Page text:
Voyagements, parcours, passages et dérives des images, de Richard Baillargeon – Sylvain Campeau

[April 10, 2024]

By Sylvain Campeau

Richard Baillargeon has come out with a new book. Published by Éditions Cayenne, Voyagements, parcours, passages et dérives des images covers a creative period encompassing everything he has produced over a four-decade career. In these pages we find, in addition to Baillargeon’s writings produced for the occasion, essays by the thinkers and guides Chantal Boulanger and Guy Mercier and an introduction by Suzanne Paquet, all three of whom have been close observers of Baillargeon’s work over the years (the essays are translated into English at the back of the book).

Voyagements : parcours, passages et dérives des images, Richard Baillargeon, Éditions Cayenne, 2023, 190 pages, colour and black-and-white images, 27,3 x 22,9 cm, cloth-covered hardcover, bilingual

This consequential tome, 192 pages long, is as imposing as Baillargeon’s oeuvre. He has chosen to offer a version of his work that doesn’t really fit the retrospective mould, although there does seem to be some sort of chronological order; the publisher’s website does in fact describe the book as retrospective in nature. But it’s subtle. Baillargeon’s reticence is understandably defensible: retrospective presentations can easily make artists a little anxious. As we can imagine, they might be loath to have their work presented as a complete and finished ensemble. To “trap” one’s production in a book that claims to be definitive is unsettling. It casts a shadow over possible future work, throws it into question a little, maybe even threatens it. Unfailingly, more works will come, and their maker will have to try to figure out how they can respond to what has already been established in this overarching source – the already-published retrospective book. Artists may feel a sort of imperative to equal that output.

But, at the same time, this type of publication is important. It brings together what has been scattered over the various times and spaces of an artist’s production. It offers an overview that can shed light on a career, show its coherence, its vagaries, its side roads. Such a book provides readers with a reference to the artist’s temporalities, long and short.

Baillargeon took inspiration from the double challenge of making new work and responding to the injunction to look back. For those who want to find their bearings and have a full vision of his production, he offers, in his “Notes on the Artworks,” two full pages on what he has done and where he has been. The effort obviously goes one better than a simple artist’s biography. Above all, it gives us new paths to follow; references to pages on which the works appear allow for a chronological and retrospective reading that leads us to browse fruitfully.

However, the book is an artistic performance in itself. The succeeding chapters organize the work in an order dictated by the process of making the volume. Baillargeon revisited and challenged his practice to offer a new, reflective vision, nourished by time and the wisdom of someone who is still searching to define himself and probe the reasons behind his impetus toward images. These reorganized bodies of work are brought together in chapters titled “Backwash,” “Backdrop,” “The Lost Way,” “Circles and Spirals,” “Fabulous Remains,” “Things Thrown There,” and “The Odysseys.” The texts that begin each one are expanded in the back pages to complement new versions of known works along with the brand-new works.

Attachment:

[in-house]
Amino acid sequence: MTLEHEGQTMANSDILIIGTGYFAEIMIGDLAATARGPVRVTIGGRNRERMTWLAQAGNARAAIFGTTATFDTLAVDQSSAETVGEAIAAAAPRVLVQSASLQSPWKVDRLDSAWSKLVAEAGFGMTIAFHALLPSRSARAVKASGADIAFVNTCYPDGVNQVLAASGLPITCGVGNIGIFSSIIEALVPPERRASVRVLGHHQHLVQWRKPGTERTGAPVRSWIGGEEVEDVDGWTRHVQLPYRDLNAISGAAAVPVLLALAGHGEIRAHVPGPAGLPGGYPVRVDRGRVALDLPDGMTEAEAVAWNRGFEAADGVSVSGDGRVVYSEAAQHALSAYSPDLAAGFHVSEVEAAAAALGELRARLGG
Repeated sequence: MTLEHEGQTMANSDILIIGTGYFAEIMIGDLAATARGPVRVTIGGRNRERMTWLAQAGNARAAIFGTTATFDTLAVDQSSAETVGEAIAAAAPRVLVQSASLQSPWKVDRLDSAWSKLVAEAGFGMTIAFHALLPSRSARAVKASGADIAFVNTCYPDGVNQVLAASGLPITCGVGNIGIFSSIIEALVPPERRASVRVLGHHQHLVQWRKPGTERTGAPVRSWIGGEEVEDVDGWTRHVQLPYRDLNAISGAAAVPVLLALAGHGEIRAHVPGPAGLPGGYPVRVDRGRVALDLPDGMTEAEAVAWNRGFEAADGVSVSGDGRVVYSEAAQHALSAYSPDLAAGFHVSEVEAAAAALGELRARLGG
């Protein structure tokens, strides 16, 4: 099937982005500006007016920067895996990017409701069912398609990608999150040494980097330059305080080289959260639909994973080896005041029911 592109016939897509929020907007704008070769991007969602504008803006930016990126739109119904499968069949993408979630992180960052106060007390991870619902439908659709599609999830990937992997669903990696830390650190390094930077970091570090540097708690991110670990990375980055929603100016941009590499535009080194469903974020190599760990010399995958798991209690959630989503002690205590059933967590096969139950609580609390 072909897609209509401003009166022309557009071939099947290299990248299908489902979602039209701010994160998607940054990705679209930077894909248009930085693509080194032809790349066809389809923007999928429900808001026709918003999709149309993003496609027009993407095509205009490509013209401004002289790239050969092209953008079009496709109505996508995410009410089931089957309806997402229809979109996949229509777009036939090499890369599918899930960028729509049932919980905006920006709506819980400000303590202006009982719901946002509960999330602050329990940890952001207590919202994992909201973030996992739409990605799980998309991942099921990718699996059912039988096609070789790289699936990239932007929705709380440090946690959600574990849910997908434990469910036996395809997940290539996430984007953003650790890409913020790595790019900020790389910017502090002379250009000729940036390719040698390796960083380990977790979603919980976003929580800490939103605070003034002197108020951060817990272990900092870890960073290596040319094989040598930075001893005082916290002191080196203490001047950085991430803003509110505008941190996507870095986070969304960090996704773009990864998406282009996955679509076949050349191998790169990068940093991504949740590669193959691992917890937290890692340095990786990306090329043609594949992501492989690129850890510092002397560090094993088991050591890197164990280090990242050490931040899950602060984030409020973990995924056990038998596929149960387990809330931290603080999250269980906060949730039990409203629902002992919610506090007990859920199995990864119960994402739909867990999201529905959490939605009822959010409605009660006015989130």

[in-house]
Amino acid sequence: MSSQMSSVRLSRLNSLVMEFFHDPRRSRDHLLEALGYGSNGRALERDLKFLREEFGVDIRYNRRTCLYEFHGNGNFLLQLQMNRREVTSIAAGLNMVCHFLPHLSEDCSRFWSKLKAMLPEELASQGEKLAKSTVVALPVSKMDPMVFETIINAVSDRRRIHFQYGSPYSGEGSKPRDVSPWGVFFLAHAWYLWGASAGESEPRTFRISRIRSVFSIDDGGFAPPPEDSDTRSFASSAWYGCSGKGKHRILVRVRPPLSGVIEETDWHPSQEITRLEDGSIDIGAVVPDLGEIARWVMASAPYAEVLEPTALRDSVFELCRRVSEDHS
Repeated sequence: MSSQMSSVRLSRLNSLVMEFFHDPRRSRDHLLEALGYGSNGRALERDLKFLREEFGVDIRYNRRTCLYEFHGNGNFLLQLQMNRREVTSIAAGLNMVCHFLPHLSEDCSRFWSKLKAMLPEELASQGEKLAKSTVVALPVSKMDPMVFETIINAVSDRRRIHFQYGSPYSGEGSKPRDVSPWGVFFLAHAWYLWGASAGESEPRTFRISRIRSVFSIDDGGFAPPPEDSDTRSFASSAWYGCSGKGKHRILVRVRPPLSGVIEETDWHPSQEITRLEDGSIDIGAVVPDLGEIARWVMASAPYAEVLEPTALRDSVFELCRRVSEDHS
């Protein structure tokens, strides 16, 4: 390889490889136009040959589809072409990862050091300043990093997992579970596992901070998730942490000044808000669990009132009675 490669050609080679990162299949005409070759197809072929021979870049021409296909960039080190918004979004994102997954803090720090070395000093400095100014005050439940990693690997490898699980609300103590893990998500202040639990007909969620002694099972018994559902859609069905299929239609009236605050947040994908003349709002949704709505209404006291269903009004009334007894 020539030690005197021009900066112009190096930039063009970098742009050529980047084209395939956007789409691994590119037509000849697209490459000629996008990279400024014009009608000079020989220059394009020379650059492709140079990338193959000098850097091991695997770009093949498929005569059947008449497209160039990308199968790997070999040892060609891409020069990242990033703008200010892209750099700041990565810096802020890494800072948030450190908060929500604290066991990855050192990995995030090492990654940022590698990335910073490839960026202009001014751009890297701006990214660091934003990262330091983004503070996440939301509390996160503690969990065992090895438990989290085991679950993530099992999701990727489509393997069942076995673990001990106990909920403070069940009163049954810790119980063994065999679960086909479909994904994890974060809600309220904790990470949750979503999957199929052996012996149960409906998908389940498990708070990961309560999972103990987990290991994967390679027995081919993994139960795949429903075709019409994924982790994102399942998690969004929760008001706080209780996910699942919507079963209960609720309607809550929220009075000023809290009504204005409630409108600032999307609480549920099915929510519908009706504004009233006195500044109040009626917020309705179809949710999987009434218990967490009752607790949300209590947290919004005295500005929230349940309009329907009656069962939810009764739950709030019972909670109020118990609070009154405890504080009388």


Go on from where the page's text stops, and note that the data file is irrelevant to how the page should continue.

It is delicious to see these writings added to the textual presences extant in Baillargeon’s series. Groupings such as Le Cahier roman, Champs/La mer, Anticoste, and Promenades au couchant contained discreet, laconic, latent writings that indicated restraint, measurement of the image. Such insertions are still present, but they seem to fade slightly beneath the stratum of new texts with different intentions, a new layer added to the whole. For those conversant with Baillargeon’s work, the result is a sort of confused pleasure. We recognize familiar ground in many of the images. But then there’s a disruptive moment. They are no longer ensconced in the same setting. We gain new energy, our appetite whetted once more. Yes, they are the same photographs, the ones we have known and seen. And yet, something is new. Those images hadn’t revealed everything. It’s unexpected. From the country of knowledge, we have been deported to a new land. Rinse and repeat! Everything has shifted just a touch, reactivating the potentialities that we accept as already present and yet unprecedented. It’s disconcerting, but that’s how it is.

Only one explanation is possible. In this book Baillargeon has delivered a performance draws us into his reality: that of someone fascinated by (or wide-eyed about) images, who seems to have an inexhaustible reserve of possible meanings, eternally able to be reactivated. Translated by Käthe Roth

An anthropologist by training, Richard Baillargeon pursues an art career based on the encounter of photographs and text. His professional practice also extends to cultural management, exhibition curation, and writing. His work has been published in books such as Comme des îles (1991), Carnets de voyage (1994), Le paysage et les choses (1997), and Marges et chansons (2008), and been shown in exhibitions in Quebec, Canada, and abroad.

Sylvain Campeau contributes to many Canadian and European magazines. The author of seven poetry collections and several essays on the visual arts, he published Écrans motiles with Les Presses de l’Université de Montréal in 2022. As a curator, he has organized some forty exhibitions.